Online classes with pre-recorded videos for instruction have been popular for years. Despite its convenience, that model has become limited and outdated. It’s widely accepted that these pre-recorded systems fail to provide the same benefits as a live instructor since they deprive the students of the one-to-one interaction vital for understanding and growth.
Today, the convenience of remote instruction is being recreated and taken to a whole new level. Universities are starting to offer live streams of classes, in real time, accessible to students enrolled in the course. One of those universities is Rutgers.
This sophisticated technology, referred to as “telepresence,” does more than record a video from a pixelated, static webcam. Students can see the instructor and the board in detail – perhaps even better than if they were present in the room –and instructors can see their remote students. This setup requires high speeds made possible by today’s broadband technology.
Rutgers is setting the example for what’s possible
Rutgers University in New Jersey has four campus locations, and the majority of students have classes on two or more of these campuses each day. The school’s transportation system provides a way for students to get to these classes, but it’s an inconvenience to students, the buses, and traffic. This situation also severely limits the ability for students to freely choose their courses, since they need to account for travel time.
Rutgers contracted IVCI, a leader in collaboration solutions, to address this problem by deploying video technology that empowers professors to instruct multiple classes simultaneously.
IVCI created an immersive telepresence solution with three large projector screens in the front and back of each hall. In the back of the hall, remote students are projected on the left and right screens, while the professor is projected on the middle screen. The front screens project the professor as well as other important aspects of the lesson.
Students no longer need to travel to another campus for certain classes; they can remain where they are and join the class via telepresence.
Rutgers took on a $3M upgrade project to prepare their halls for the installation of the equipment. In each hall, a new cement floor had to be poured to correct the slope, and ceilings had to be rebuilt to accommodate 32 microphones, 12 ceiling-mounted speakers, six projection screens, and seven laser projectors.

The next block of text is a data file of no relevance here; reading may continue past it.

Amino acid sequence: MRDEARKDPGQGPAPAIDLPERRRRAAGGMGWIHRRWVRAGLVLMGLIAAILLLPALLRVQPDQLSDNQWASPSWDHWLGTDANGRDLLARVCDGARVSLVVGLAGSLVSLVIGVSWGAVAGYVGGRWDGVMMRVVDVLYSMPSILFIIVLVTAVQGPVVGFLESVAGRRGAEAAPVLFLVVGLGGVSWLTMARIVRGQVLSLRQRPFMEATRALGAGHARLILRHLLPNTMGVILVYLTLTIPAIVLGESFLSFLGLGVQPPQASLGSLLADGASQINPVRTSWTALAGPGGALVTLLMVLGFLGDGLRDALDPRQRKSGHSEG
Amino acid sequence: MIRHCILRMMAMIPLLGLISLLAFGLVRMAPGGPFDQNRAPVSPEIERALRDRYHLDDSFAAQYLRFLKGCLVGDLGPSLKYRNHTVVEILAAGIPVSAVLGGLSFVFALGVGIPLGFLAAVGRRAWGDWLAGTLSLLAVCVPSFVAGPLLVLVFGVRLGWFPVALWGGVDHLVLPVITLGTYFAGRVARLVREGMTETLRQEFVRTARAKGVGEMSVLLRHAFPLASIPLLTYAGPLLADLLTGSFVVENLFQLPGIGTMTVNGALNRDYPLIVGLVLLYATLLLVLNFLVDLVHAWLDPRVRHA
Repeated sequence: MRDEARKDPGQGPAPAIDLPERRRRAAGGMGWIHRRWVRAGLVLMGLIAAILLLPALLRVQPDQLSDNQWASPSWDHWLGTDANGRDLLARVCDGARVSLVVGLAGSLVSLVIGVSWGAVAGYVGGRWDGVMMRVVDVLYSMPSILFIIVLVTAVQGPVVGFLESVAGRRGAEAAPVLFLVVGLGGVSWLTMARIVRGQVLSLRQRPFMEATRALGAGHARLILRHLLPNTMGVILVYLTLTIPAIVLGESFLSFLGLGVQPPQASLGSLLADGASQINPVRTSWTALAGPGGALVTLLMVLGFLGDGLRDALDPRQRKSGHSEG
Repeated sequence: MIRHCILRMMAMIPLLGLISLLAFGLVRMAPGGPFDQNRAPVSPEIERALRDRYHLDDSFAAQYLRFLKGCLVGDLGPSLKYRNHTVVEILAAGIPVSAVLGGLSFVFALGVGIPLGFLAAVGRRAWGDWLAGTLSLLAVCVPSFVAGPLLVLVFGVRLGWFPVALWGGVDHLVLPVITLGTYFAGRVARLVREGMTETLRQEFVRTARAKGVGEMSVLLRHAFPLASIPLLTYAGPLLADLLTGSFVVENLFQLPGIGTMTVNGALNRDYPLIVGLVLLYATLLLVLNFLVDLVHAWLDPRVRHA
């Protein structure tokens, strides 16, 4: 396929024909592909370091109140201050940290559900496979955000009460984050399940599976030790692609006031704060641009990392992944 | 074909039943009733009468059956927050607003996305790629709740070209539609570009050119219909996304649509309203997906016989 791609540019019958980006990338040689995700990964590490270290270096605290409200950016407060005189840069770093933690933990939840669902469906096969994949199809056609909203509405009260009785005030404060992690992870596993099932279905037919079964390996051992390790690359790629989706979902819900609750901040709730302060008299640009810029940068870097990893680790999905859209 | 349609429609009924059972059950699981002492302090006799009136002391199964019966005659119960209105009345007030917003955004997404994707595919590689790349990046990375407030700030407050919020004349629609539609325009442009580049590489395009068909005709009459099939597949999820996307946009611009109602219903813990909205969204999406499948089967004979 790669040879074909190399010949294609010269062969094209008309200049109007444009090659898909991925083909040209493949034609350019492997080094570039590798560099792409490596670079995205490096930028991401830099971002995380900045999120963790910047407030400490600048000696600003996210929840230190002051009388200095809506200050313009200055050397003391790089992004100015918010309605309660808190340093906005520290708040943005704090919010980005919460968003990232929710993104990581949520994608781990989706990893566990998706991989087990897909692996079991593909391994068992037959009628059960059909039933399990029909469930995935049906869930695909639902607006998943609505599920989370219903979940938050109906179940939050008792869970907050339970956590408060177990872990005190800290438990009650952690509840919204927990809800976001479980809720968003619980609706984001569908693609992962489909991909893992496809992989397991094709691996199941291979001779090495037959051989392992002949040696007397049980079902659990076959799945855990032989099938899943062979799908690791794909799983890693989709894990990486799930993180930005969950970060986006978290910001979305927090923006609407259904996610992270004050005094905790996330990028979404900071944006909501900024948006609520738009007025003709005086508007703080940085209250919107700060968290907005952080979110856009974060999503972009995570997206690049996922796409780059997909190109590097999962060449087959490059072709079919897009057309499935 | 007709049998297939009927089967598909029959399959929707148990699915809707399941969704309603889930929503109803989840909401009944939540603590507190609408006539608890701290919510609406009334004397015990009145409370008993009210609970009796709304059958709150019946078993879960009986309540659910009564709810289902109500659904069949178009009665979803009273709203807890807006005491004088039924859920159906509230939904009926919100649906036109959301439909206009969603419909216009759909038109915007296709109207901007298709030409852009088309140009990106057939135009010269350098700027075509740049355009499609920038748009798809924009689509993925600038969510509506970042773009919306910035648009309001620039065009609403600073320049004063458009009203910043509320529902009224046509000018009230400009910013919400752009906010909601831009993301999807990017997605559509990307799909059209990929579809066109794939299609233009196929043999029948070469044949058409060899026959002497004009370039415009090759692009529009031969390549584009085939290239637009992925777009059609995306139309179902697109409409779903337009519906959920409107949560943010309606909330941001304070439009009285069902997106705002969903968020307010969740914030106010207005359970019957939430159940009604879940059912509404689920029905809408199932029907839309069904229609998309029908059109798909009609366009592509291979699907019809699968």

It’s not about doubling class sizes
Although this technology seems like it would be perfect to double or triple class sizes without an impact on the school’s infrastructure, that’s not what Rutgers is doing.
Paul Hammond, associate vice chancellor for Technology and Instruction, told IVCI, “We decided to move ideas instead of people, but these synchronous classes won’t eliminate professors or double the class sizes. The intent is to provide students with the convenience of taking a class at another campus without the need to travel.”
Rutgers put in quite a bit of work – and millions of dollars – to make it easier for students to attend their classes, but it’s about more than convenience.
Why go to all the trouble in the first place?
At first glance, it might seem like all of this was done just to save students from having to commute between campuses. The truth is a bit deeper.
The emergence of telepresence technology in universities actually helps students learn better. Anyone who has been in school knows students perform better when they’re not under stress. Having to commute between campuses multiple times per day is an enormous source of stress for many. When students do better academically, the school gets better ratings and more funding. It’s a win-win for all involved.
Although Rutgers University didn’t install this technology to grow their class size or make classes convenient for remote students, the potential for other universities to do so is there.
We may be looking at an academic telepresence revolution
If you look at what’s happening with the “remote worker revolution,” you’ll see that remote workers feel more productive and valued by their bosses. The freedom to work from home has eliminated much of the stress caused by having to get up early and commute to work. The same holds true for allowing students to learn remotely.
A world where both the workforce and students are able to telecommute could lead to more productivity all around. Most importantly, a stress-free learning environment for students is conducive to achieving higher states of genius, creativity, and problem-solving abilities.